“Inevitably the label would lose interest in the band because we didn’t sell as well as they expected us to, and we’d start the whole thing all over again with a different label. Luckily, by the time the music industry started to collapse in the late nineties we had developed a pretty solid fanbase. We were still standing when a lot of other bands crumbled.”

“I think for a lot of bands that was a bitter pill to swallow – to have a tour bus and all kinds of tour support, and then it’s gone,” says Fallon. “If you’ve been living like that for five or ten years, you’ve got to ask yourself: ‘Am I willing to get back in a van and start all over?’ A lot of musicians – and I understand why – said no. Because you’ve gotta ask yourself if this is all gonna happen again in ten years. But we didn’t. We’re kinda knuckle-headed like that. We just got back in the van.”

One of the reasons Clutch have survived over the years is because of their stubbornly loyal fan-base, a decidedly blue-collar cluster of hard-working, hard-partying weekend warriors who love this band with an enviable ferocity. “Yeah, our shows are not comprised of fifteen-year-old girls,” Fallon says, laughing. “These are people who work all week, and by God they’re gonna have a good time on the weekend. I remember seeing them come to shows when they were very young, and now they’re bringing their grown kids. That’s a pretty awesome thing to see.”

The appeal – beyond their hard-core rock’n’roll, of course – is Clutch’s authenticity. Whatever they’re doing, they’re not faking it.

“We never really thought about what kind of band we wanted to be,” says Fallon. “We were always too lazy to construct or live up to an image, so we just rolled up on stage wearing whatever we were wearing that day. Some people would be disappointed in that, like: ‘Oh, you’re not supposed to be so fat, man. Why don’t you have a nice shirt on?’ I mean, some people expect that. We’re not the band for them. But other people look at us and think: ‘I could hang out with these people.’ That makes the show easier to do. Then we can just concentrate on the music and having a good time. We would definitely disillusion a lot of our fans if we tucked our shirts in.”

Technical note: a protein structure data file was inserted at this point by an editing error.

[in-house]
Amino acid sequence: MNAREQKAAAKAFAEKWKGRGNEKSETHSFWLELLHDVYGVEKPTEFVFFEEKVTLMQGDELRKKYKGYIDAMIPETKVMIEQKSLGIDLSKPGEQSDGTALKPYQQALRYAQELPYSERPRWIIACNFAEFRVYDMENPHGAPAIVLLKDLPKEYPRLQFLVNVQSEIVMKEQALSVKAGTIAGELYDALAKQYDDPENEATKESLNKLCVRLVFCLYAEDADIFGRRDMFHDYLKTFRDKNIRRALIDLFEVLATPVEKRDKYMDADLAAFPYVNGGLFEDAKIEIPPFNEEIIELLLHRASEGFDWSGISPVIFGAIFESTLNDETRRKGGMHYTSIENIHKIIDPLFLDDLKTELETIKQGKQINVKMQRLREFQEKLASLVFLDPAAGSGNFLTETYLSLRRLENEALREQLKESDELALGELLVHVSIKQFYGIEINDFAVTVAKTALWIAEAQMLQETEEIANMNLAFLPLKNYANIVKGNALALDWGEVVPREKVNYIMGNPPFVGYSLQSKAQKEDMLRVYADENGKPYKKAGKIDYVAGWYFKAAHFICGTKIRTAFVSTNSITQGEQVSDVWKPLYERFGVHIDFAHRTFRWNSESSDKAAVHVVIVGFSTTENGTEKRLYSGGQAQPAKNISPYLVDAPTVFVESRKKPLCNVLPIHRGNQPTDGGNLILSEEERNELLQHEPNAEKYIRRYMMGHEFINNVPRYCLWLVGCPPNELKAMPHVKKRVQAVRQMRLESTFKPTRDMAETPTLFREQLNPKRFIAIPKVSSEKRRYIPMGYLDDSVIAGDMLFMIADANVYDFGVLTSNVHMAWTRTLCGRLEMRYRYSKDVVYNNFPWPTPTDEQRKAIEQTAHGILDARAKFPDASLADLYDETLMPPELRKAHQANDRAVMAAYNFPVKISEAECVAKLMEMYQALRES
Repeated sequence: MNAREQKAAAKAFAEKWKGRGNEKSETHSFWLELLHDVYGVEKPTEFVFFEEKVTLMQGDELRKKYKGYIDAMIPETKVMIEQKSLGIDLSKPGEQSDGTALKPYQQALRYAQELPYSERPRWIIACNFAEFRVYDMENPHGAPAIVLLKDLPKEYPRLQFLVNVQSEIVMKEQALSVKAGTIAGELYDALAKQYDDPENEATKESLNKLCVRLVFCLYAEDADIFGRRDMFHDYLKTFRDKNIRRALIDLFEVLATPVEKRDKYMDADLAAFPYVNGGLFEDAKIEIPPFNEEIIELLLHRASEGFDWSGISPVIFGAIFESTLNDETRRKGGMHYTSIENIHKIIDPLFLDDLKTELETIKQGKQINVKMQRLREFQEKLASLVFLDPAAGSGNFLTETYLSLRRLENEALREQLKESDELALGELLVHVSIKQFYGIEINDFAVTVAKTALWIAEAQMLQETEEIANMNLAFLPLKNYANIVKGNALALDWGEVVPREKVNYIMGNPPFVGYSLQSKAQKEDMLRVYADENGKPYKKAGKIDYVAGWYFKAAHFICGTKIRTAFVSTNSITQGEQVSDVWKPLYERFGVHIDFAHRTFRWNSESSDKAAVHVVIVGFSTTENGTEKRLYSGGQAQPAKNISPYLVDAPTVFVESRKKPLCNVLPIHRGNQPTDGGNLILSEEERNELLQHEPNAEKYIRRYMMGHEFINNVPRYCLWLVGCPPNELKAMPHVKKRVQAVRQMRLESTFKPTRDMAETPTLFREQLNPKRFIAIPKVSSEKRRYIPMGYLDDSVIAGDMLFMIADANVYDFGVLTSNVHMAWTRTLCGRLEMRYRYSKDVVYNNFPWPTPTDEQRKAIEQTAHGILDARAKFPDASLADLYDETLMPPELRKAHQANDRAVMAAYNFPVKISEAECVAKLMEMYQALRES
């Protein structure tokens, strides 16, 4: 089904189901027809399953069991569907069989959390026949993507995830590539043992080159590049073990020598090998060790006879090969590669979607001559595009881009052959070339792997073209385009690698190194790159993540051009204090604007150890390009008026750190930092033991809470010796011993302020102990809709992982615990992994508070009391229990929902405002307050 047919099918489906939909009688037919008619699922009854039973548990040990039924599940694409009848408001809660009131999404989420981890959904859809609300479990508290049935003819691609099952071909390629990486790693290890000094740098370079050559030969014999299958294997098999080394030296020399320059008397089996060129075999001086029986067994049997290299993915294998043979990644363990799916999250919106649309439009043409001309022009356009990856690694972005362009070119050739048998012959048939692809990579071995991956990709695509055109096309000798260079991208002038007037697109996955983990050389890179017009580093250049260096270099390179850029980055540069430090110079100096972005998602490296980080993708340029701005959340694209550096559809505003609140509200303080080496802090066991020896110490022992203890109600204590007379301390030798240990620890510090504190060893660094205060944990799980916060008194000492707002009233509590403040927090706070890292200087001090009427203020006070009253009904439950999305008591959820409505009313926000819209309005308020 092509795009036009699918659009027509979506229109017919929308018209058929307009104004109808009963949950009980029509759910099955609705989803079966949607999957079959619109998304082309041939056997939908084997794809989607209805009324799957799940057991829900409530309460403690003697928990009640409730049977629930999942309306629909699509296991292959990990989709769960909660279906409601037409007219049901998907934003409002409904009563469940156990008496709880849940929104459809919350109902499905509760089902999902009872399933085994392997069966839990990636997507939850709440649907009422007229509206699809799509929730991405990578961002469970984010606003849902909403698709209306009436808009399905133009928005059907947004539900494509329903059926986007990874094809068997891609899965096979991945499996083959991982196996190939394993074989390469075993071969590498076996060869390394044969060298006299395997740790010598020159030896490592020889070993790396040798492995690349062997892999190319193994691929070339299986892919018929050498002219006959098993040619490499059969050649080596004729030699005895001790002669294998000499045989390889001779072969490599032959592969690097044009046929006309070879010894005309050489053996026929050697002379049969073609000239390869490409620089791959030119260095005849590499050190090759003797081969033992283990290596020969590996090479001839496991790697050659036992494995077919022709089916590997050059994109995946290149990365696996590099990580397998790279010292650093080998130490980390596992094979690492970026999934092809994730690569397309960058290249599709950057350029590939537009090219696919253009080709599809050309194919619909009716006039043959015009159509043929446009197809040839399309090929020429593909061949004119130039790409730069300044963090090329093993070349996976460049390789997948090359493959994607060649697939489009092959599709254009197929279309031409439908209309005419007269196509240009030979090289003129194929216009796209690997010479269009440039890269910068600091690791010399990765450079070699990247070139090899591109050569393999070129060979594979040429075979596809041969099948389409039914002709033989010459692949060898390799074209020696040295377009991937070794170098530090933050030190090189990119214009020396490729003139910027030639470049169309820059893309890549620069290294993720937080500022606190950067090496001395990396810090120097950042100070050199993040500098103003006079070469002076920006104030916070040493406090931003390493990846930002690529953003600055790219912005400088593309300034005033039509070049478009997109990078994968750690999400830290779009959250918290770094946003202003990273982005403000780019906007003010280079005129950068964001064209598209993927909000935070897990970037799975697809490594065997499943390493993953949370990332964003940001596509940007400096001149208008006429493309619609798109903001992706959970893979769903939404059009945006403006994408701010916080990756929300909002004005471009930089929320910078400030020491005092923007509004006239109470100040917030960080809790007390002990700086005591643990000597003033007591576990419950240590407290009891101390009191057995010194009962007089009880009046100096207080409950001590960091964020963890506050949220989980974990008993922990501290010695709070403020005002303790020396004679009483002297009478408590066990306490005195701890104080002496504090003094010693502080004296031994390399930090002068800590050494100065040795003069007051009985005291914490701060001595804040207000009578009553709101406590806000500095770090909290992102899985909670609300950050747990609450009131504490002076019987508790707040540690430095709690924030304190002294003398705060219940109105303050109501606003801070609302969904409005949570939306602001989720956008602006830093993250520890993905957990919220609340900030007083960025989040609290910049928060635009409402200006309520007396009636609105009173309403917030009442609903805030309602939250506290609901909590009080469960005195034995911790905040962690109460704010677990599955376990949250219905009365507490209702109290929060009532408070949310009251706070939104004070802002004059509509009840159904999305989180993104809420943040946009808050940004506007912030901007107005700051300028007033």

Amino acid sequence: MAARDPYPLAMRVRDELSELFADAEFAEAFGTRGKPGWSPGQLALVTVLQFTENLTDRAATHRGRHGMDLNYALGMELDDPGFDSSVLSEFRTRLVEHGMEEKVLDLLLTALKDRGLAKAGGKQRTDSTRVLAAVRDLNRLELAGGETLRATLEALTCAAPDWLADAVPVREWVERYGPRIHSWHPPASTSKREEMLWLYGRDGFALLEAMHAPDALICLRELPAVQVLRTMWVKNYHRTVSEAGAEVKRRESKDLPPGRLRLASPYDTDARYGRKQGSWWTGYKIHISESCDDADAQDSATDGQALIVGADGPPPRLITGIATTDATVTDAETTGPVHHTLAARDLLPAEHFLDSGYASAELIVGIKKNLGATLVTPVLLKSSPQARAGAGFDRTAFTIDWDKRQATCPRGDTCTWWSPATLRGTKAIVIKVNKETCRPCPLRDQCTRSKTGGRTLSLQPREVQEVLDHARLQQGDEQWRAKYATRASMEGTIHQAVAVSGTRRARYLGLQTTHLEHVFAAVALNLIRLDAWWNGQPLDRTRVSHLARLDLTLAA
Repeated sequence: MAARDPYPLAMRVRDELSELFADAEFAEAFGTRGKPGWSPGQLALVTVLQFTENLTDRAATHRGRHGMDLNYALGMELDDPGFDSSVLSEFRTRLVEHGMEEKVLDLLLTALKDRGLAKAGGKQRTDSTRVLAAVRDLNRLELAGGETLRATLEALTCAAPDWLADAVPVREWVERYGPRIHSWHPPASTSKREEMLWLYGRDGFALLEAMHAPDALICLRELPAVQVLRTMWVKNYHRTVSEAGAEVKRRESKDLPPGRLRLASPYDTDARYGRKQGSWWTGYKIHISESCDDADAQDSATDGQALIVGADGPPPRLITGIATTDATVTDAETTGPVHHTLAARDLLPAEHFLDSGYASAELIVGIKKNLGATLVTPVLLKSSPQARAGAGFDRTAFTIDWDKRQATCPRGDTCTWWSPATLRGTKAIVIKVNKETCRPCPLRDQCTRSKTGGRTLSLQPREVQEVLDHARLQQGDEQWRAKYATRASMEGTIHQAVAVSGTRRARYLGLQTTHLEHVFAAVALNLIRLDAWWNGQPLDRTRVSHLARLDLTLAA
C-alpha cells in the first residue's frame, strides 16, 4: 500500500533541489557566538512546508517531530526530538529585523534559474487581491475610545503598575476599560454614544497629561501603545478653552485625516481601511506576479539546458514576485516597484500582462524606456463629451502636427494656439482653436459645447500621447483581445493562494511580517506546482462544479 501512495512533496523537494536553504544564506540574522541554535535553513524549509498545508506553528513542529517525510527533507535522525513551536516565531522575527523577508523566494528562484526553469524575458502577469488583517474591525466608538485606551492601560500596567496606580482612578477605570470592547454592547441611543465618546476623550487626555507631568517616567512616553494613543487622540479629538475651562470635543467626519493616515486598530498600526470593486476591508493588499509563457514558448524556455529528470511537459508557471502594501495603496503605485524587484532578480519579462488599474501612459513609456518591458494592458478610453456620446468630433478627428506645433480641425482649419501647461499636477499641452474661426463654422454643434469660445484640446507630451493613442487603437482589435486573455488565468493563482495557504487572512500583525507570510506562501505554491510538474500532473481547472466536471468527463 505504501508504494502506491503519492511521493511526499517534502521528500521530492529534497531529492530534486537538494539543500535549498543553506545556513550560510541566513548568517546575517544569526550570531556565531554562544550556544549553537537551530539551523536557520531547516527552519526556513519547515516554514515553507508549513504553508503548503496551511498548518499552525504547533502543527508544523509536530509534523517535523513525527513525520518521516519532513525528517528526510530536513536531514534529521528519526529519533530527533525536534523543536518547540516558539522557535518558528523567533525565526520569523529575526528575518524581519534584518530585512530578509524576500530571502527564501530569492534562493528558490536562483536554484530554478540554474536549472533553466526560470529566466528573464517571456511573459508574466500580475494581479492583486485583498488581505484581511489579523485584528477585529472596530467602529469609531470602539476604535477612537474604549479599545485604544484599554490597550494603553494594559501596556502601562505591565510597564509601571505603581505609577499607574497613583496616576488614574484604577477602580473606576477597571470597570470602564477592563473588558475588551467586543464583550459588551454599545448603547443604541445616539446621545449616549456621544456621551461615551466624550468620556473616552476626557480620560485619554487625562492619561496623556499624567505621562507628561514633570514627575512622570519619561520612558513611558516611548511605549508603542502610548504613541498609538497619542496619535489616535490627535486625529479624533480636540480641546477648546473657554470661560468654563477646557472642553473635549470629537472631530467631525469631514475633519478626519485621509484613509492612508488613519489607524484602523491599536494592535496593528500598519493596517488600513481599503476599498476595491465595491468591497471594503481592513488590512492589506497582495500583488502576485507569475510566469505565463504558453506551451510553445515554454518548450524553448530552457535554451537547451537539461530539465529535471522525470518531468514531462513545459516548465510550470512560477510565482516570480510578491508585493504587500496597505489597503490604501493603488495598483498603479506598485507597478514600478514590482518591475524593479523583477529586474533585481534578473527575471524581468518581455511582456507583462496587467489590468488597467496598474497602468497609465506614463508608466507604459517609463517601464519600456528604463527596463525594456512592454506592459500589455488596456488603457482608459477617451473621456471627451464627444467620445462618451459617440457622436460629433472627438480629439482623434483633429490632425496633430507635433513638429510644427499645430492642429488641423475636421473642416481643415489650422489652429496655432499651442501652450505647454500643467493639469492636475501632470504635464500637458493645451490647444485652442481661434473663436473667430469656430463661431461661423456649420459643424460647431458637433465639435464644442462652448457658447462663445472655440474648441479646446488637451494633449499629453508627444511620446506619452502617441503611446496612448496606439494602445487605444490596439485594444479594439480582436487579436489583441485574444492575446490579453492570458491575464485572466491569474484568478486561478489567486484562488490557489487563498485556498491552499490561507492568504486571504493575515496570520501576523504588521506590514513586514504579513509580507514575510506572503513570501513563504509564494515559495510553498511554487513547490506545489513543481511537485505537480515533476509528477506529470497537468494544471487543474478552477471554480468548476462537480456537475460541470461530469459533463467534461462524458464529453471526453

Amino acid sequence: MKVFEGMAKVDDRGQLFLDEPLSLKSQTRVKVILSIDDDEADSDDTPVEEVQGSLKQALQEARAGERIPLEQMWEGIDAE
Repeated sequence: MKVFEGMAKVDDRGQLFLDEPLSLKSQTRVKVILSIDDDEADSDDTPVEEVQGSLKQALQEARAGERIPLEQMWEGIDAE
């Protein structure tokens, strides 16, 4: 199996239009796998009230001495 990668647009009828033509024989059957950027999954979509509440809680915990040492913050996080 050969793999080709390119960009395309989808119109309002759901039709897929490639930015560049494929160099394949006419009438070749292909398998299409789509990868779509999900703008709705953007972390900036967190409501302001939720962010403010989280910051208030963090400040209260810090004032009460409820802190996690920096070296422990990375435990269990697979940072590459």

Well, the great unwashed should rejoice, because the new album, Psychic Warfare, is a monster. Earth Rocker turned everything up to 10. This one goes to 11 – at least. Previously, Clutch railed against making sequel albums, preferring to start from scratch, sculpting records that sounded remarkably different from their predecessors. Not this time, however. If you liked the last one, you’ll love this one.

“I hear that myself. I think everyone in the band hears that,” says Fallon. “We didn’t want to make Earth Rocker II. But the thing is, we started writing this on the road soon after Earth Rocker, and we were kind of in a similar head-space. Maybe the philosophy of always trying to do something different, maybe we’re not obligated to do that any more. I know I was thinking at the beginning of this record: ‘How do we follow up Earth Rocker?’ Because it was so successful, you know? But then I realised we didn’t think about making a successful record when we wrote* Earth Rocker*, so why would we do it now?”